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I have an english-thread, octalink Shimano bottom bracket, and a new frame. The frame has been faced before painting.

I am not sure the BB is compatible with the frame.

When trying to install the BB, I greased the thread, screwed in the driver-side cup and tightened it. I do not have dynamometric wrench, so I just torqued hard, but not as hard as not to be able to undo it. Then repeated for the non-drive side.

The bearings had became stuck - only with great force could one spin the axis. I loosened both cups about one revolution each, until the axis began moving freely. Now both cups have some threaded surface visible. The cups are not tight at all.

Are stuck bearings when over-tightening the cups normal? The free cup (non-drive side) looks like it can go all the way inside the frame. Have I set my BB correctly?


UPDATE: This is my exact BB. I have identified the problem. The non-drive side cup presses against the white seal. The seal is stuck to the axis (which I think it should be), and sandwiching it between the cup and the BB body fixes it's movable flange causes excessive friction.

I am leaving the installation as described above. Will ride it a couple of hundred kilometres and report if any problems occur.

enter image description here

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Did the BB come with a 1mm spacer to be omitted when used with a front mech that mounts at the BB? –  Emyr Oct 4 '13 at 9:49
    
@Emyr, no, it's just two metal cups, with a body, attached to the drive-side one. The non-drive-side cup does not have a lip, so it looks like I can screw it all the way in to the other cup. –  Vorac Oct 4 '13 at 10:05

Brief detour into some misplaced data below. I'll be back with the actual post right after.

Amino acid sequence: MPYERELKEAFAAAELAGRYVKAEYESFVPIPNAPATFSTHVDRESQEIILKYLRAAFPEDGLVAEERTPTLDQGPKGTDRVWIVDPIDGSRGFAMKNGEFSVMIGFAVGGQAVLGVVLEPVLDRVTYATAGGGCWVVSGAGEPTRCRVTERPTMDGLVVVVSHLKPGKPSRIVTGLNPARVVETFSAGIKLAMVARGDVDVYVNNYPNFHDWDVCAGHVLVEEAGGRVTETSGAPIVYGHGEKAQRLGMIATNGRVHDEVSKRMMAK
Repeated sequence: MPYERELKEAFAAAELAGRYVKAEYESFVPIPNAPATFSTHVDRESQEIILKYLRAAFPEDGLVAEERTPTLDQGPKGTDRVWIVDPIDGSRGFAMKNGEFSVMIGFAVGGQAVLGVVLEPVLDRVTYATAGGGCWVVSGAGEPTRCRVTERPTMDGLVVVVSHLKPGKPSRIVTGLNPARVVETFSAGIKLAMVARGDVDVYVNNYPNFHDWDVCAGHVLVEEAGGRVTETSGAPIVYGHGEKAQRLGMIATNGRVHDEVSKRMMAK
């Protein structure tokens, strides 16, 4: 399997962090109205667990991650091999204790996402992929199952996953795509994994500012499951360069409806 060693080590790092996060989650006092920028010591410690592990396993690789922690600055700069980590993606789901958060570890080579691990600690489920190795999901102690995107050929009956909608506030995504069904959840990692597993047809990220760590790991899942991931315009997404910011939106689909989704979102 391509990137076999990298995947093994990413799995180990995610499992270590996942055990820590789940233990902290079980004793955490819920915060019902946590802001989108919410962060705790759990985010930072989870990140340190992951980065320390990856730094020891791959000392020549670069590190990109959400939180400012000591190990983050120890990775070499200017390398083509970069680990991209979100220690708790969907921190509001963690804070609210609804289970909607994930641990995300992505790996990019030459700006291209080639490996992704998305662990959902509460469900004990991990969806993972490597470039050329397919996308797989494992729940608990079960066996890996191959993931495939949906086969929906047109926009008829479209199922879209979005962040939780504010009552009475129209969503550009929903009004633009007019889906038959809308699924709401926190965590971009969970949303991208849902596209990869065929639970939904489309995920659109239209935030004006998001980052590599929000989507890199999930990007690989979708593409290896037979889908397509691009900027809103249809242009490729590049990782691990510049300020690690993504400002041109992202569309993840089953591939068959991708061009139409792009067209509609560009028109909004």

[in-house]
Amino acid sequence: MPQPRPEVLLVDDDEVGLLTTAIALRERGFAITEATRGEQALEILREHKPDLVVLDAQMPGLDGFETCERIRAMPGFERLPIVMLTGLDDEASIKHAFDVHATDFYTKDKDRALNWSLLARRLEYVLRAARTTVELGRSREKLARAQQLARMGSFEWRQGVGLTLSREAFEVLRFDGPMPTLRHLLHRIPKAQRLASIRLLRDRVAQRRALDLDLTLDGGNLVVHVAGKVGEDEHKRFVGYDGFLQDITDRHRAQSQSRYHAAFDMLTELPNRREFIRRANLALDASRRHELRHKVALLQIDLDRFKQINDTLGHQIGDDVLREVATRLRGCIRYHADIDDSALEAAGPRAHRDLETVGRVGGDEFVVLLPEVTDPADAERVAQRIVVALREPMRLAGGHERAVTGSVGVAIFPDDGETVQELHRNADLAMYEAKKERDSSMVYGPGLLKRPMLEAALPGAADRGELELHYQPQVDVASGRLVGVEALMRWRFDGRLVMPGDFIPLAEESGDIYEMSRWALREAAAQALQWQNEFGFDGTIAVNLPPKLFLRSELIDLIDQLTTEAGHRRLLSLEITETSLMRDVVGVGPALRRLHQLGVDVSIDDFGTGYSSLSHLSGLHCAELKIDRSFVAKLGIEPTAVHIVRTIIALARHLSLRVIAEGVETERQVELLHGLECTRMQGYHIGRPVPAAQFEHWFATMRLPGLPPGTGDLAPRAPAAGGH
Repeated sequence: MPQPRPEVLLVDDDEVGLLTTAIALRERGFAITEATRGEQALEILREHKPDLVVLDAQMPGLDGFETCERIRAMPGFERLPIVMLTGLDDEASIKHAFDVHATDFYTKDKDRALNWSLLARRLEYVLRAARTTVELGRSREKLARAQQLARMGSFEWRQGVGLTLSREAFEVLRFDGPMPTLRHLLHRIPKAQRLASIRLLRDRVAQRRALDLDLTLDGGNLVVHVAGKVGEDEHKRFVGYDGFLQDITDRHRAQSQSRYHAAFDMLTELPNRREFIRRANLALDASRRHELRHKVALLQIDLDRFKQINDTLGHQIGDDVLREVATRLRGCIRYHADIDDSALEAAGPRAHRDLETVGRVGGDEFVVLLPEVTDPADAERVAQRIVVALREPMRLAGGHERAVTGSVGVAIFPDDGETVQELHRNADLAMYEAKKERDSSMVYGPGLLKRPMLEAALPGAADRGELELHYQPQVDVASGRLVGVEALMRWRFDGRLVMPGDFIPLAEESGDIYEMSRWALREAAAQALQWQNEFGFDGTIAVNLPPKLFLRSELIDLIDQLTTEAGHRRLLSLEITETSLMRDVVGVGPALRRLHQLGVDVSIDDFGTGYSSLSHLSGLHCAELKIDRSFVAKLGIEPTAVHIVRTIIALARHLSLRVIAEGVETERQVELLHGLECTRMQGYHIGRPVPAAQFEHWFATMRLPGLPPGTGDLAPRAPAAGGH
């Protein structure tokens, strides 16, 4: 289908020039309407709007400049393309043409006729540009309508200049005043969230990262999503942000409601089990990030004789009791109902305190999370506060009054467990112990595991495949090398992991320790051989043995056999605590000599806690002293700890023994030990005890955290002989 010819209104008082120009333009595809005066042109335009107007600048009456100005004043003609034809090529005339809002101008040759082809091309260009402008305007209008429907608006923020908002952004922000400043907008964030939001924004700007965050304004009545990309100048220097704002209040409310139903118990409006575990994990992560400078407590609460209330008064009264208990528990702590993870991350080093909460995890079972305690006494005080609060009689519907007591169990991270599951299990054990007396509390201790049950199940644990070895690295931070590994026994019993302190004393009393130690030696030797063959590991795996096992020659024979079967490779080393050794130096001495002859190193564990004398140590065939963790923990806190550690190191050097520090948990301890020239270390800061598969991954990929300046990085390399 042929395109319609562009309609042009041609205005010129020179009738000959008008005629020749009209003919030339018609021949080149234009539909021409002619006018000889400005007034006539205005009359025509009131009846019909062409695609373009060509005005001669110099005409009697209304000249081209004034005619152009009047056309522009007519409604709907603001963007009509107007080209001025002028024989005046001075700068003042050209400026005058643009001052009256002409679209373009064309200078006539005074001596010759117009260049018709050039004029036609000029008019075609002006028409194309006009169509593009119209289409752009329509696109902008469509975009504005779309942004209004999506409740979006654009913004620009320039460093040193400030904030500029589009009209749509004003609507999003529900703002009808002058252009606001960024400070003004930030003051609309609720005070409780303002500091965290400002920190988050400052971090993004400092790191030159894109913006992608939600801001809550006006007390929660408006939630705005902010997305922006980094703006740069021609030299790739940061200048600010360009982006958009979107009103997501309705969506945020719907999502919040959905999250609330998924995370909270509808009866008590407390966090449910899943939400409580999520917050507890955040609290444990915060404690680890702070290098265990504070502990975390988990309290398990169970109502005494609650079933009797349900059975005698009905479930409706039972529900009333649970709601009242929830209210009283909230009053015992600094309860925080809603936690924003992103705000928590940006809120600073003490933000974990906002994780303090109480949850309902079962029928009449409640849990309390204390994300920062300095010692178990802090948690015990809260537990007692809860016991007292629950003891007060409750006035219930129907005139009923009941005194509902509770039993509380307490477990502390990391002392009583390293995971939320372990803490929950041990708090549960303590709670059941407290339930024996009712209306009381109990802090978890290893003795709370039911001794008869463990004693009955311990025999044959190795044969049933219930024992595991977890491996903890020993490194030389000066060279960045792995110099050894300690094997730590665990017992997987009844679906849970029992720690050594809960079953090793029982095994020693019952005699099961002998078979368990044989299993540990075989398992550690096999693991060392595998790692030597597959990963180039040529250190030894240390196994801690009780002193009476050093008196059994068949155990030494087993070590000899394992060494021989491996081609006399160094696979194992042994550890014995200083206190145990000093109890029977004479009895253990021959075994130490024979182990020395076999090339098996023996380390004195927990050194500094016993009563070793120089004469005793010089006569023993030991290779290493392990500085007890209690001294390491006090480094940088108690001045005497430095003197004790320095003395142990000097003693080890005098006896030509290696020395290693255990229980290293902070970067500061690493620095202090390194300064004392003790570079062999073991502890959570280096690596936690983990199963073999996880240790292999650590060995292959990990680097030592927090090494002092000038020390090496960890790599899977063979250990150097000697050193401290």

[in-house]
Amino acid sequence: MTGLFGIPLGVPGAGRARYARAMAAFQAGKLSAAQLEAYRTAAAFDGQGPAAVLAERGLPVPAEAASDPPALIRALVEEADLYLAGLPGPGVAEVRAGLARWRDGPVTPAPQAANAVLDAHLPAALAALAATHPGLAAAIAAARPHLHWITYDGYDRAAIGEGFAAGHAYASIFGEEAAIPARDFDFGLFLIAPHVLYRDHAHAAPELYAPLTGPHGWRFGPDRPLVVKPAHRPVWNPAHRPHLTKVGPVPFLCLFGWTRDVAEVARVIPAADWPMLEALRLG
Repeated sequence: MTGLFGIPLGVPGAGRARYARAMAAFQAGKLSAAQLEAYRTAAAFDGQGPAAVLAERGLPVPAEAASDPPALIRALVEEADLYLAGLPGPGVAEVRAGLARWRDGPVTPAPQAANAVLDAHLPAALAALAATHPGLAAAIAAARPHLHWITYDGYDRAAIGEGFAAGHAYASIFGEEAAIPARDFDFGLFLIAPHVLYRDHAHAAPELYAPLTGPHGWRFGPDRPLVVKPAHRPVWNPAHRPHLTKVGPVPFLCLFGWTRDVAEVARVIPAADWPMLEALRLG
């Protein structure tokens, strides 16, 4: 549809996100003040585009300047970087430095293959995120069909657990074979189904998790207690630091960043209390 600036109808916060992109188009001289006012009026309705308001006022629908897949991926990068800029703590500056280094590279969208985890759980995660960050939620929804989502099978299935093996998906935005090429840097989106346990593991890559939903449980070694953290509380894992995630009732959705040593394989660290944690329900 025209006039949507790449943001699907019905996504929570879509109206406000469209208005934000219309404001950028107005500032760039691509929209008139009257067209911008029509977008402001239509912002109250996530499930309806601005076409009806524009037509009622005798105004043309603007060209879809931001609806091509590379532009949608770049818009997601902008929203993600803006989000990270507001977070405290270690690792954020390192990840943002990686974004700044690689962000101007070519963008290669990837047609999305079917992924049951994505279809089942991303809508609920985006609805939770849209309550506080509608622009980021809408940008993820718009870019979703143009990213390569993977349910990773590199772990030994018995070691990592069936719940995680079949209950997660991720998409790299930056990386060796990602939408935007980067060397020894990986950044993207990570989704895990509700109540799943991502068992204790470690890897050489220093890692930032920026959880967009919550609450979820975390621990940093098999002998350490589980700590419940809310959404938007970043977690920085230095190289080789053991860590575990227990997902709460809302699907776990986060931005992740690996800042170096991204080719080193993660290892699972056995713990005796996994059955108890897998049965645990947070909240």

Doesn't sound "normal" to me, assuming that this is a cartridge and not loose bearings. The cartridge should be stiff enough to resist tightening by anyone other than a gorilla. That said, it's normal for one cup (the right, usually) to be "fixed" and screwed all the way in, while the other is "adjustable" (and will sometimes be equipped with a lock nut). One would not expect the adjustable cup to necessarily go "all the way in", and, in fact, it's probably normal for 2-3mm of thread to show. –  Daniel R Hicks Oct 4 '13 at 11:06
    
Bottom bracket designed for 73mm shell, frame with 68mm shell? Otherwise, what Daniel said. (I've only seen locknuts on cup and cone BBs, not on cartridge ones, but I haven't got an Octalink.) –  armb Oct 4 '13 at 11:42
    
@armb, Thank you for the warning. I explicitly checked, and both the BB and the frame are 68mm. –  Vorac Oct 15 '13 at 9:35
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1 Answer

Most components will have an instruction sheet detailing the reccomended torque. This is typically measured in Nm (newton meters). Torque wrenches can also be purchased that show you how much torque you apply.

Some components even have the reccomended torque value on the component itself. Checking other components will give you an indication of the difference in required torque in relation to your BB.

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